3 Technology Problems Healthcare Providers Face Today

Through research and in-depth interviews with our clients in healthcare, we were able to consolidate an extensive list of technology pain points into 3 major categories. Here are the 3 major challenges healthcare providers face and how custom solutions can help alleviate these burdens.


And How Custom Solutions Can Help


Nearly overnight, healthcare providers around the world were forced to respond to the unpredictable events of the 2020 pandemic. These responses included new product development, the mass adoption of telehealth and telemedicine, and EHR integrations with existing healthcare systems.


While technology is not a new concept to the healthcare industry, this sudden shift to virtual healthcare pushed many healthcare providers into adopting advanced technology systems at lightning-fast speeds. Some providers were successful and quick to adopt these new systems, but many providers are still struggling to catch up and implement the right technology that meets the requirements of their patients, physicians, and industry regulations.


Through research and in-depth interviews with our existing healthcare clients, we were able to consolidate an extensive list of technology pain points into 3 major categories. Here are the 3 major challenges healthcare providers face and how custom solutions can help alleviate these burdens.



1. Data Management


The future of healthcare is data-driven. Smooth data aggregation combined with robust data storage is vital to providing world-class patient care, at scale. As a traditional healthcare provider, it’s critical to have the right systems in place with the capacity to automate patient intakes, test results, treatments, billing, scheduling, and patient progress. Furthermore, you need the abilities to securely store and protect confidential patient data.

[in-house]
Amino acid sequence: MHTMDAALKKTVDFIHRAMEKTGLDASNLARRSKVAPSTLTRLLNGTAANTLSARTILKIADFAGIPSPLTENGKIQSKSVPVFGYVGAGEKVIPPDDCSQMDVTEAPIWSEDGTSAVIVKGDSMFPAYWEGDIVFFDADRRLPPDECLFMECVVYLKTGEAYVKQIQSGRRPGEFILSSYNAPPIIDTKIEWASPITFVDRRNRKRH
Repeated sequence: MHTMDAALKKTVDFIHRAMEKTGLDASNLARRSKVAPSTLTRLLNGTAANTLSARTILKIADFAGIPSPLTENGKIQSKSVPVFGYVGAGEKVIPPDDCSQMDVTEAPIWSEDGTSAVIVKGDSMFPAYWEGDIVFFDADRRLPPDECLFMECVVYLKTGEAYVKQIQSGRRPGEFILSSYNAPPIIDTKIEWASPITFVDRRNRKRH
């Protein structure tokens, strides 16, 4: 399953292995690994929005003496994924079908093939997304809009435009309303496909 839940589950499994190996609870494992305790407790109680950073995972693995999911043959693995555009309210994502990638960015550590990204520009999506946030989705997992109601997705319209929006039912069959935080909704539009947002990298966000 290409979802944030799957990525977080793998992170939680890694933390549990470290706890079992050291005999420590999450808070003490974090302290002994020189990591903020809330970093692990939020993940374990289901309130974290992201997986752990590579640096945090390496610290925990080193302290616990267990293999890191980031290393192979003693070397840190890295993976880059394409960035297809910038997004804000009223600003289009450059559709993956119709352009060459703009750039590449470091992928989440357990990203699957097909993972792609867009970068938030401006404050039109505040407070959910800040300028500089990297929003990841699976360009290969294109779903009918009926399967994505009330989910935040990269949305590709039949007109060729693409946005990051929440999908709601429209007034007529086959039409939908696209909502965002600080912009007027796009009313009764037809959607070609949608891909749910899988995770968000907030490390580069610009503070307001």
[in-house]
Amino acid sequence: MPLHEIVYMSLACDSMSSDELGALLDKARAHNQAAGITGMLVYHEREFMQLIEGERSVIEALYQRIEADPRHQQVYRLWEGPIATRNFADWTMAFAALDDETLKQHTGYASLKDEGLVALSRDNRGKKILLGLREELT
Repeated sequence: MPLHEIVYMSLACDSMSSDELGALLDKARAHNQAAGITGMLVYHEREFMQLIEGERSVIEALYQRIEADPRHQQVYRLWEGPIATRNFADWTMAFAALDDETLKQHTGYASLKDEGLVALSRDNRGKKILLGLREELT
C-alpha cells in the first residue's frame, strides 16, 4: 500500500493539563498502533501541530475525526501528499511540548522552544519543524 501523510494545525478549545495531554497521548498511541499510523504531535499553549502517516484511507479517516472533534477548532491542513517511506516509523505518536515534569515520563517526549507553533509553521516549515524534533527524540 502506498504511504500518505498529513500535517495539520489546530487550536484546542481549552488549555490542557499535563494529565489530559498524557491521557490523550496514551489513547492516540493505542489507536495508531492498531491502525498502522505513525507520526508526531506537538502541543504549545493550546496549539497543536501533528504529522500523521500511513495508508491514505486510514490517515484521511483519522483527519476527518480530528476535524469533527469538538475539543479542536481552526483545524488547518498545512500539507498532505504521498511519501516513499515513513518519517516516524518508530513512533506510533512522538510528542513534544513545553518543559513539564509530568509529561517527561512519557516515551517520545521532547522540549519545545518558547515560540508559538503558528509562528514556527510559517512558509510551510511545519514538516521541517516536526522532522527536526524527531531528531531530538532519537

In recent years, companies had to invest in expensive custom data centers to store mass amounts of information. Today, cloud-based solutions like Google GCP, Amazon AWS, and Microsoft Azure have empowered providers to take evolutionary leaps in data management without the price tag of building a custom solution. 


What’s important to note, is that each platform hosts its own set of benefits and risks and offers its own set of limitations. When thinking about data management, it’s important to consider all of the data you will need to gather and how that data will be used by both physicians and patients. Recognizing the type of data you need will set the foundation for a strong technology roadmap.


Case Study:


The StratorSoft team worked with a Colorado-based healthcare provider that needed to gather and store very specific patient data. We developed a custom solution that utilized image processing, object detection, pdf processing, data mining, and HL7 and XML parsing. This solution allowed our client to gather and store patient data in a way that complimented their unique workflows. The solution also granted physicians easy and secure access to large amounts of patient data, allowing for better conversations between doctors and their patients.


2. Automated Reporting


Automating reporting is one of the most common headaches our clients in healthcare (and other industries) face. They’re aware of the many benefits automation can provide such as optimizing operational efficiency, improving patient accountability, providing a competitive edge, and reducing risks and liabilities, however, the path to get there is not always clear or straightforward.